Contagious disease requires three things to spread: First, an infectious agent must be present. Second, there must be a population of susceptible individuals. And third, there must be connections between them. It is in his exploration of this last requirement—connections—that Paul Kelton makes a major contribution to our understanding of the biological encounter that decimated the indigenous populations of the American Southeast from 1492 to 1715.
The gist of Kelton’s argument is that the spread of imported pathogens through the Southeast was not “inevitable.” Instead, he says, it was “contingent on the type of colonial system that Europeans chose to impose upon the region and its indigenous inhabitants” (xxii). The most devastating “epidemics thus followed rather than preceded the spread of European influence” (99).
As the title suggests, Epidemics & Enslavement puts the emergence of a commerce in native slaves at center stage. The growth of the English-Indian slave trade after 1659 laid the groundwork for a series of deadly epidemics at the end of the seventeenth century. It did so by uprooting people, by altering lifeways, and by changing patterns of contact far and wide. Around 1659, for example, the Westo Indians fled from Virginia to the Savannah River under pressure from English expansion and the Powhatan Confederacy. But the Westos retained their trade ties to Virginia and used English firearms to enslave Hitichis and Muskogees they transported north to the Old Dominion. These attacks, Kelton says, led to the coalescence of the upper Creeks from a variety of Muskogee communities and allowed the Cherokees to expand into the vacated territory (113, 121).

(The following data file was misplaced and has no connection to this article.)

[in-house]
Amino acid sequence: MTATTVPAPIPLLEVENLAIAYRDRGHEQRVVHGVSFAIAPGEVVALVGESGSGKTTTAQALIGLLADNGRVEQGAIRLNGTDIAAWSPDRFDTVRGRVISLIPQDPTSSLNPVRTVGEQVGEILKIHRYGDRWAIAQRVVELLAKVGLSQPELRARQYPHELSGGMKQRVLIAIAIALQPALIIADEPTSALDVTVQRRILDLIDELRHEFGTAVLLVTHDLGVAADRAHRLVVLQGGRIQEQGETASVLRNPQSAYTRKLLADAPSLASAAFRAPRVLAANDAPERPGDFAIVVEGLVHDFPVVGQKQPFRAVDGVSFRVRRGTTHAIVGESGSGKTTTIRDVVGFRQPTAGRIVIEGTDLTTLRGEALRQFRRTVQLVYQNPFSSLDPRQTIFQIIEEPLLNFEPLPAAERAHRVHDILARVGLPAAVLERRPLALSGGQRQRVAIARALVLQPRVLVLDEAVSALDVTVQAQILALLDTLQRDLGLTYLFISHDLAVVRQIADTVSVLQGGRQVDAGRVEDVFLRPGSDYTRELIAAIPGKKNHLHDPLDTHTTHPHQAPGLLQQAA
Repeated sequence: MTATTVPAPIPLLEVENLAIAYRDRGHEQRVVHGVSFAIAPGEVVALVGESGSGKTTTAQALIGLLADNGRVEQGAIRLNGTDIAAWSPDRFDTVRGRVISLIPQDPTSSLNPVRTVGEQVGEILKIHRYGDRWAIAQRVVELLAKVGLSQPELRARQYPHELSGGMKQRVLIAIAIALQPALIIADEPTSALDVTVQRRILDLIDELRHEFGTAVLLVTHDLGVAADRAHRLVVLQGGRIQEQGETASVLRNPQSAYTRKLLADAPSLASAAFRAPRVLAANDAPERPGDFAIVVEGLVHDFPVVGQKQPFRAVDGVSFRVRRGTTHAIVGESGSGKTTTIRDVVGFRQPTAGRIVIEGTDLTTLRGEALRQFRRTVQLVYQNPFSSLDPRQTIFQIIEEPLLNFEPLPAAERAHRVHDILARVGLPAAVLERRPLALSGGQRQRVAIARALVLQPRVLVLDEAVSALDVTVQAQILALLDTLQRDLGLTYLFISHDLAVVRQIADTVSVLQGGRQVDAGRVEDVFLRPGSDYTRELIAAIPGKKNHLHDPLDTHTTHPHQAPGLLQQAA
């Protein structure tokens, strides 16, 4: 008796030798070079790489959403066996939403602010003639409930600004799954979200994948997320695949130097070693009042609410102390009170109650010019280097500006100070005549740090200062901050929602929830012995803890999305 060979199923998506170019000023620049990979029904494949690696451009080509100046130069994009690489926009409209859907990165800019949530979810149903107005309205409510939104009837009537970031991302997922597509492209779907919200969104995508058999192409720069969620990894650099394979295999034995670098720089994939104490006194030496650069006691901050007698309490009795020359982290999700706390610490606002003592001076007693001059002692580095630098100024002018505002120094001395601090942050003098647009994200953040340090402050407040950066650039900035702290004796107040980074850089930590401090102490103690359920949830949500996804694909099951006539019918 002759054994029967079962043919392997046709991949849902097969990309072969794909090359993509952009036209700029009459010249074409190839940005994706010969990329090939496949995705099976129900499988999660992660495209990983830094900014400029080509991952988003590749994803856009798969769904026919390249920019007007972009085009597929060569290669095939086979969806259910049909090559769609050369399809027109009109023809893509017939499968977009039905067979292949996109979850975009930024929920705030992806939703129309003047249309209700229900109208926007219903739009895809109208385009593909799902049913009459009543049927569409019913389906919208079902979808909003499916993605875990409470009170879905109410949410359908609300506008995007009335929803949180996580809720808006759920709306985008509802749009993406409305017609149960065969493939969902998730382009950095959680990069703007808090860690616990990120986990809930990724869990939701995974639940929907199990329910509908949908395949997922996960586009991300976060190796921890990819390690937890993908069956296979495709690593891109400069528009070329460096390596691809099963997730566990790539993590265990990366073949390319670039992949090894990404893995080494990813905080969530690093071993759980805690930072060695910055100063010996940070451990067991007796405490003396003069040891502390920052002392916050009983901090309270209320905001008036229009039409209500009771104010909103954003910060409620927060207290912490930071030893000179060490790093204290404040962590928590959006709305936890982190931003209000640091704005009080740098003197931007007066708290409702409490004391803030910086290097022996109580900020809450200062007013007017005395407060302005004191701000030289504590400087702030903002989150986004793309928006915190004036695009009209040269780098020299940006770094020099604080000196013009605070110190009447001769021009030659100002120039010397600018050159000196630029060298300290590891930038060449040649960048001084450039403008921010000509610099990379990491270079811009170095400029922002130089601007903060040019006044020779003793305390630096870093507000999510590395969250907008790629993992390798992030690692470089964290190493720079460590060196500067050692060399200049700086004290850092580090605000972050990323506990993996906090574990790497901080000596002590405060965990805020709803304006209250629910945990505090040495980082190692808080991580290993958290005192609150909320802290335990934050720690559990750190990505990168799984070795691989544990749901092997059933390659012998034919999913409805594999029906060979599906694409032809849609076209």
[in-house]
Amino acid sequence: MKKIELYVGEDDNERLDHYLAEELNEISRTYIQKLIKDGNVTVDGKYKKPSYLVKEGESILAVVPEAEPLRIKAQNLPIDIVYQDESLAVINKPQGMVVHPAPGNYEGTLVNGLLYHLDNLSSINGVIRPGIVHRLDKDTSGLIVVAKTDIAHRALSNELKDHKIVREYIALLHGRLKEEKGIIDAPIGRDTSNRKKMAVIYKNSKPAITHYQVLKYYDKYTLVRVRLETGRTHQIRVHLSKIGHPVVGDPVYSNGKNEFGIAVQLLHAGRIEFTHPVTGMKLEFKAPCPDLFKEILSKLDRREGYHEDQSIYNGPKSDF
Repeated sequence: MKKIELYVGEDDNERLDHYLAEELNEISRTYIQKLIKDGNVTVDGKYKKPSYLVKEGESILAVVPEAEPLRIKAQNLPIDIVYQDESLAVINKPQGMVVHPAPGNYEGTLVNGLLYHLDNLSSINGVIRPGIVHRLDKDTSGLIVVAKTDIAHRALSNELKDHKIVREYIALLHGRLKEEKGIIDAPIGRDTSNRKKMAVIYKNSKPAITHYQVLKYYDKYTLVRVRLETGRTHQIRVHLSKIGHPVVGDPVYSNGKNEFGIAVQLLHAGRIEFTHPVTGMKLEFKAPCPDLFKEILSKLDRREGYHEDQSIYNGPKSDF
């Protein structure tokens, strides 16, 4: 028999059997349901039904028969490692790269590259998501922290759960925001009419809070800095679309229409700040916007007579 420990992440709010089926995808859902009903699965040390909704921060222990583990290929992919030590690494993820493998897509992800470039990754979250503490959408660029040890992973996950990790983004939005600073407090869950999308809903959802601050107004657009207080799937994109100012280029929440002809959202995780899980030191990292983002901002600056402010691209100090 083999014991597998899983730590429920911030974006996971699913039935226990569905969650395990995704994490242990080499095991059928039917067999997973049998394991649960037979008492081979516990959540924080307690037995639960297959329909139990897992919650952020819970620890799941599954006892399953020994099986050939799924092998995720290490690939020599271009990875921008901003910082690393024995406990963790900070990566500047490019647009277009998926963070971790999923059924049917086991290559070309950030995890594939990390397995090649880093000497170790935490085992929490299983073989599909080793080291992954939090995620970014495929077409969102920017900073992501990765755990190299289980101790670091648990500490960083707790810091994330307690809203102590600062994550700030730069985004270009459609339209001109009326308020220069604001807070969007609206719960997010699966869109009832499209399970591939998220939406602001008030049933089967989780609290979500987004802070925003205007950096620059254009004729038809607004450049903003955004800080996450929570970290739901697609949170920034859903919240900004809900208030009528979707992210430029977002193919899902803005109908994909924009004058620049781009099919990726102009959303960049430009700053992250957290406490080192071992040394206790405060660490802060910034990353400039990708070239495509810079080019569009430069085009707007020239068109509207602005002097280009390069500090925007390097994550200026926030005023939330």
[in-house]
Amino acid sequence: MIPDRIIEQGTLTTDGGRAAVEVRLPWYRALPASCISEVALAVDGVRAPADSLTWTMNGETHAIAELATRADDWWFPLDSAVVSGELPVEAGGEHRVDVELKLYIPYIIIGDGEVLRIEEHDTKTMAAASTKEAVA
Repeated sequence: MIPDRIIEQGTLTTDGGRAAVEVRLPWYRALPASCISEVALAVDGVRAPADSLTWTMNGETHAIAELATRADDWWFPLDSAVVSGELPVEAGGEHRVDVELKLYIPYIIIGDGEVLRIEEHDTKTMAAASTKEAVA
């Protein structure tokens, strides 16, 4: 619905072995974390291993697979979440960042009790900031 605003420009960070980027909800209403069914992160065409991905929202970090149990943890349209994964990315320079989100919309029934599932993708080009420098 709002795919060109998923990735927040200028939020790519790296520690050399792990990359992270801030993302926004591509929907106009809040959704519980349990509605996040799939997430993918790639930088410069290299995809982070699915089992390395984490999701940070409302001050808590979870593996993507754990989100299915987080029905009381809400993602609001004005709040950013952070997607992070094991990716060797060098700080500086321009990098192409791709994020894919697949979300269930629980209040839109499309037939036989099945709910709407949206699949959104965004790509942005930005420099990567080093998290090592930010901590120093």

Power and people shifted constantly. Like Allan Gallay before him, Kelton demonstrates that the effects of the English-Indian slave trade extended deep into the continent. In 1679 Carolina slave traders enlisted Shawnee allies to enslave and expel the Westos. Soon the Yamasees joined the Shawnees on the Savannah River and ensconced themselves as suppliers of Cherokee captives to the Carolinians. The Upper Creeks—former Muskogees—sought to avoid enslavement themselves by raiding westward and offering Choctaw captives to English traders.
The result for native peoples, Kelton says, was a “highly vulnerable state of warfare, slaving, resettlement, and malnourishment when smallpox spread through the region in the last four years of the seventeenth century” (143). This epidemic is the centerpiece of Kelton’s story. The pestilence started in Virginia in 1696 and followed trade routes south and west all the way to the Gulf Coast and the Mississippi Valley. The connections and conditions created by the slave trade facilitated its spread and made it more deadly. Compact, fortified villages, for example, rendered transmission of the virus more likely. But in the face of constant war, this was a living pattern that made sense (145).